Netflix Inc. (NASDAQ: NFLX) hit a new all-time high in Tuesday’s session in the wake of earnings, although shares quickly retreated. Earnings were fairly positive for the third quarter, and Netflix tallied a record number of subscribers for the period. This was enough to push shares to new highs, but it looks like there is some profit-taking going on at this point. Analysts were a little mixed in their reactions, but most ultimately were positive.
24/7 Wall St. has included some highlights from the earnings report, as well as what analysts are saying about Netflix after the fact.
The online streaming giant posted $0.29 in earnings per share (EPS) and $2.985 billion in revenue, which compared with consensus estimates from Thomson Reuters of $0.32 in EPS and revenue of $2.97 billion. The third-quarter of last year reportedly had EPS of $0.12 and $2.29 billion in revenue.
During this quarter, Netflix added 5.3 million memberships globally, a record for the quarter and an increase of 49% from last year. Year to date, net adds of 15.5 million are up 29% from last year.
For the fourth quarter, the company is predicting global net adds of 6.30 million (1.25 million in the United States and 5.05 million internationally) versus 7.05 million in the year ago quarter, which was Netflix’s all-time high for quarterly net adds.
In terms of the outlook for the fourth quarter, Netflix expects to see $0.41 in EPS and $3.27 billion in revenue. The consensus estimates are EPS of $0.33 and $3.15 billion in revenue.
Oppenheimer maintained its Outperform rating and increased its price target to $245 from $215. The brokerage firm believes that fourth-quarter subscriber guidance suggests future pricing cycles will be less painful than 2016’s. Oppenheimer also said in its report that everything is moving in right direction now, but investor anxiety over 2018 cash burn and content competition looms if subscriber growth slows.
Credit Suisse maintained a Neutral rating and lowered its target to $209 from $210. It said:
Whereas we were previously expecting a staggered price hike to its user base, it does appear that Netflix will roll out to the relevant markets at one time, which does raise our revenue estimates for 2018. This is offset by increased content acquisition spend expectations of between $10.9-$12.4b next year – which at this point should not be a surprise as the company looks to pull the quality of its library even further away from its competitors in a bid to continue winning consumer engagement time. Our price target remains essentially unchanged at $209 (vs prior $210) as the increase in revenue is offset by higher content expenses. We remain on the sidelines on balanced risk/reward and maintain our Neutral rating.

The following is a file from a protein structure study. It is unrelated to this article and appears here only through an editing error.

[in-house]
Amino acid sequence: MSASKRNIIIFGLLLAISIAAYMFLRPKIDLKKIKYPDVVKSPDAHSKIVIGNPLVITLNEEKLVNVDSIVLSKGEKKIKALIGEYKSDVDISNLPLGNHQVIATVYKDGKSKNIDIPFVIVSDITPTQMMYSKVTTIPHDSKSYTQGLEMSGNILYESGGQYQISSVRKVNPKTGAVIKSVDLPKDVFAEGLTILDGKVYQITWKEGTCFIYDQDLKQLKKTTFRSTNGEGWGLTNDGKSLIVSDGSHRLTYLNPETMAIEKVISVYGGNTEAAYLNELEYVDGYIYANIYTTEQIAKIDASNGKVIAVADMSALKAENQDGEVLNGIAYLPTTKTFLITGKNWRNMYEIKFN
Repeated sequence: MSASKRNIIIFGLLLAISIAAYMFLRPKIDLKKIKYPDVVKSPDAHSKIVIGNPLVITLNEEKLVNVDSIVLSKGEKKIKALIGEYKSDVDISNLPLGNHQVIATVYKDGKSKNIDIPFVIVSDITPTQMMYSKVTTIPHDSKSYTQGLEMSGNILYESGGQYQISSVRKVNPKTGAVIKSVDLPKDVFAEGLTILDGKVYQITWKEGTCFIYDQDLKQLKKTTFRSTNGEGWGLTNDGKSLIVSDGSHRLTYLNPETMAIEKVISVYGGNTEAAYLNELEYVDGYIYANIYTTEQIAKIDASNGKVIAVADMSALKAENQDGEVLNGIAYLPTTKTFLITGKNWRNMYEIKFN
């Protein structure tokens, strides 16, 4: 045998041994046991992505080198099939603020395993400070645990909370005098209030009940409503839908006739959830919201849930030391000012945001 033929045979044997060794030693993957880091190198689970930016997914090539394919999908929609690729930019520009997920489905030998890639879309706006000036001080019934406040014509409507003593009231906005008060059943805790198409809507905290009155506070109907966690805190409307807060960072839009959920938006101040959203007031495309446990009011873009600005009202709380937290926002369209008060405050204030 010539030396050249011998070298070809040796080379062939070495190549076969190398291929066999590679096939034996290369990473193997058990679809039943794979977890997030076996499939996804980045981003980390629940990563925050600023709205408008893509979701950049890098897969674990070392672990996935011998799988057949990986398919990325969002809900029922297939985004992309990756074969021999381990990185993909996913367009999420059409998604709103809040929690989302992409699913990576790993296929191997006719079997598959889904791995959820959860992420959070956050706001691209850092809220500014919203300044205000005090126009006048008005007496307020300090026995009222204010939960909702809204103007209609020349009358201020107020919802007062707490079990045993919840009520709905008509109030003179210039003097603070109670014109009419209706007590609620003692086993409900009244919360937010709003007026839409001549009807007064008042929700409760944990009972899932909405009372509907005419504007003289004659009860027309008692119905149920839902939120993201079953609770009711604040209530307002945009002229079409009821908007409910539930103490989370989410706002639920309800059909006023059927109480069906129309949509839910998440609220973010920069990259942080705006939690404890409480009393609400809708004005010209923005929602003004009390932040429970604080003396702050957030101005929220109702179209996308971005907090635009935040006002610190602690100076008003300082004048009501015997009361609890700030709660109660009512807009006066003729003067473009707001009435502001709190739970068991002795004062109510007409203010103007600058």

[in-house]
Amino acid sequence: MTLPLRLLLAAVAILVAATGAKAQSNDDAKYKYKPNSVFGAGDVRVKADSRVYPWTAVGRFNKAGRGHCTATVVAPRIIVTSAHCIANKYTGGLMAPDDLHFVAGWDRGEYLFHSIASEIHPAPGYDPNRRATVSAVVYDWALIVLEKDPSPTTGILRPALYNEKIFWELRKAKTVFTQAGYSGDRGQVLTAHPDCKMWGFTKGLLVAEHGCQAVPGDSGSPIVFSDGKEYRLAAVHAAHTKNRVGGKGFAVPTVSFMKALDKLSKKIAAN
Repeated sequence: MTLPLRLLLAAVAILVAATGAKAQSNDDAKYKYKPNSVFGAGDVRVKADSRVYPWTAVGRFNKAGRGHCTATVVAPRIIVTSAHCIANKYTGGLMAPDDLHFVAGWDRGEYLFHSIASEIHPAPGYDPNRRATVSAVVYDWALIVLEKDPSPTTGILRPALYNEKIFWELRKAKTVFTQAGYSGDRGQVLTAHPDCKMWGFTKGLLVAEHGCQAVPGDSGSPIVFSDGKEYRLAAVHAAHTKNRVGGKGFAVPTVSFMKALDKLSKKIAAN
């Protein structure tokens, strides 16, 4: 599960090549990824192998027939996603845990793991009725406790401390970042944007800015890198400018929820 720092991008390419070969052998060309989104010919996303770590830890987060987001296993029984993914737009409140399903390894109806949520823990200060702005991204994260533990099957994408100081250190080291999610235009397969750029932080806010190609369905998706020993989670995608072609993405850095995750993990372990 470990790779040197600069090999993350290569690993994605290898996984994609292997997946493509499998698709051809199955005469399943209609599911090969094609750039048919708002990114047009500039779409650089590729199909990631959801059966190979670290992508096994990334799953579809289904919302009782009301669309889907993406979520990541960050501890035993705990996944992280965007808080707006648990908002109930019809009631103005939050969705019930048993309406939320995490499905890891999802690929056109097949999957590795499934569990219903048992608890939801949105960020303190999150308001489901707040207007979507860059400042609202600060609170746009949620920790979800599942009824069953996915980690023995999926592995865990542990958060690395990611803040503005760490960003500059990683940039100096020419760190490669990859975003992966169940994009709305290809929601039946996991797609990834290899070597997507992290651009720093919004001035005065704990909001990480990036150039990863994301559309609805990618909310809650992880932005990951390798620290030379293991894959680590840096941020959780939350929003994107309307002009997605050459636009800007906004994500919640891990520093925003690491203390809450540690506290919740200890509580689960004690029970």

Wedbush’s Michael Pachter maintained an awful Underperform rating but raised hit target to $93 from $88, which is still less than half the value today. In order to reverse its $2 billion cash burn, Wedbush expects that Netflix will have to implement some combination of reduced content spending and price increases. Should its competitors continue to spend on content and keep pricing intact, this would likely result in stalled subscriber growth for Netflix and a much lower level of profitability.
A few other analysts weighed in on Netflix as well:
- JPMorgan raised its price target to $242 from $225.
- BMO raised its price target to $205 from $195.
- Raymond James raised its target to $220 from $205.
- Stifel raised its price target from $230 to $235.
- RBC raised its price target to $250 from $210.
- Morgan Stanley raised its price target to $235 from $225.
- Jefferies reiterated its Hold rating and raised its target to $190 from $180.
- FBR Capital markets reiterated its Buy rating but raised its target from $172 to $207.
- Loop Capital reiterated its Buy rating and raised its target price to $242 from $228.
Shares of Netflix were last seen down more than 1% at $199.40, with a consensus analyst price target of $197.67 and a 52-week range of $110.68 to $204.38.